It'd be possible, then, to put Love and Chandler on the floor at the same time, if Coach K were so inclined. Chandler would serve as a prime pick-and-roll partner and offensive rebounder (along with his Defensive-Player-of-the-Year presence on the other end), while Love could shuttle between the high post and the shorter three-point line when he's not busy cleaning up the boards defensively.
Chances are, Coach K won't have his two best bigs on the floor at the same time for long, if ever; especially not with the way they've been prone to picking up fouls in the post.
In that case, Love, not Chandler, might actually be the best choice to partner with LeBron, Durant and CP3. As Elena Bergeron of ESPN The Magazine noted recently, Chandler's talents as an offensive rebounder might actually go to waste with the current starting five, since James, Durant and Paul are so accurate from the perimeter.
And, as such, there are fewer misses for Chandler to clean up.
Love is no slouch on the offensive boards, but does his best work on the defensive glass, from which point he can put his skills as an outlet passer to use most effectively. His proficiency on the block also allows Team USA to do something other than float five players around the perimeter in the half court.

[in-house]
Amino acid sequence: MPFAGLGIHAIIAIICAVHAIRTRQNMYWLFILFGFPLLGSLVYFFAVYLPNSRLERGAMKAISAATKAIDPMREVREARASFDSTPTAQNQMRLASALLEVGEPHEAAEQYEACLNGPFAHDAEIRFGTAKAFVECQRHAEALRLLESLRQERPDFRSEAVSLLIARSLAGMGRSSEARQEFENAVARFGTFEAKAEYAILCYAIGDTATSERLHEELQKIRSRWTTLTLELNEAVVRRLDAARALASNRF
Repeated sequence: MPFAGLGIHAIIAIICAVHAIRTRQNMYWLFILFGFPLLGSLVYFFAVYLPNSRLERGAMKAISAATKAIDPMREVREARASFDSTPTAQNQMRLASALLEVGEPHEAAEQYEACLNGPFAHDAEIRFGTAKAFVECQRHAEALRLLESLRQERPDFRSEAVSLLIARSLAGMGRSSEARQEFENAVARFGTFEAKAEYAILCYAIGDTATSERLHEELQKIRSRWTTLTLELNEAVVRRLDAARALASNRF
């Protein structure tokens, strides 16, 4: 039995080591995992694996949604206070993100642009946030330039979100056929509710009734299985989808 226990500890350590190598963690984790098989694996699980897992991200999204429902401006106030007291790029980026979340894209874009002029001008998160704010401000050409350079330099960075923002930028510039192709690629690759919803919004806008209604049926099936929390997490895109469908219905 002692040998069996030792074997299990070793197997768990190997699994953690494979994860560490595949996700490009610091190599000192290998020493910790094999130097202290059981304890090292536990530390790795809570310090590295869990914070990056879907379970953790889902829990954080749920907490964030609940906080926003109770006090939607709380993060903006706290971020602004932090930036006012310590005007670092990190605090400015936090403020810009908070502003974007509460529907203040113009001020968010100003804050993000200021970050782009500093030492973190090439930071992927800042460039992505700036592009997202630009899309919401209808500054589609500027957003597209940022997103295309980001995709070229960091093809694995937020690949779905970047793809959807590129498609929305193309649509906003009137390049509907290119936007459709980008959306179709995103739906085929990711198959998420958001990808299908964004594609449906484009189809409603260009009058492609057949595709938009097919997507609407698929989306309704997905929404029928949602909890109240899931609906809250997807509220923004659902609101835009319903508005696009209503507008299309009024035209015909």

So, if Love and Chandler don't play together, who gets the final spot? Is it Carmelo Anthony, whose game is so well-adapted to FIBA rules, if only because he's been playing for USA Basketball since 2004? Is it Russell Westbrook, whose mind-boggling speed and athleticism make him a threat to light a fire under Team USA at any given moment?
What about D-Will, who probably shouldn't start over Chris Paul but can certainly play alongside him?
Any one of those three would be worthy, though the tip ultimately belongs to Kobe Bryant.
Not the Los Angeles Lakers version of Kobe, who needs the ball in his hands to be effective, but rather Team USA Kobe—the elder statesman who defers to his talented teammates that hits timely baskets when needed and provides a dose of veteran leadership on a squad of twenty-somethings.
The Black Mamba was more like a chameleon in Team USA's opener, scoring 10 points—including a three-pointer early in the second quarter as part of a crucial 11-0 run—and playing sticky defense on France's guards.
In essence, Team USA's best lineup isn't all that different from the one Coach K currently employs as his starting five. The only real difference lies up front, where Coach K might consider either starting Love in Chandler's place or putting Love alongside Chandler, with Durant moving to shooting guard and LeBron playing small forward.
That is, if Love's effort in London ever jibes with Coach K's expectations.
In any case, Team USA is still and will remain the favorite to bring home the gold from the 2012 Summer Games, whether or not Krzyzewski continues to tinker with a rotation of the world's best ballers.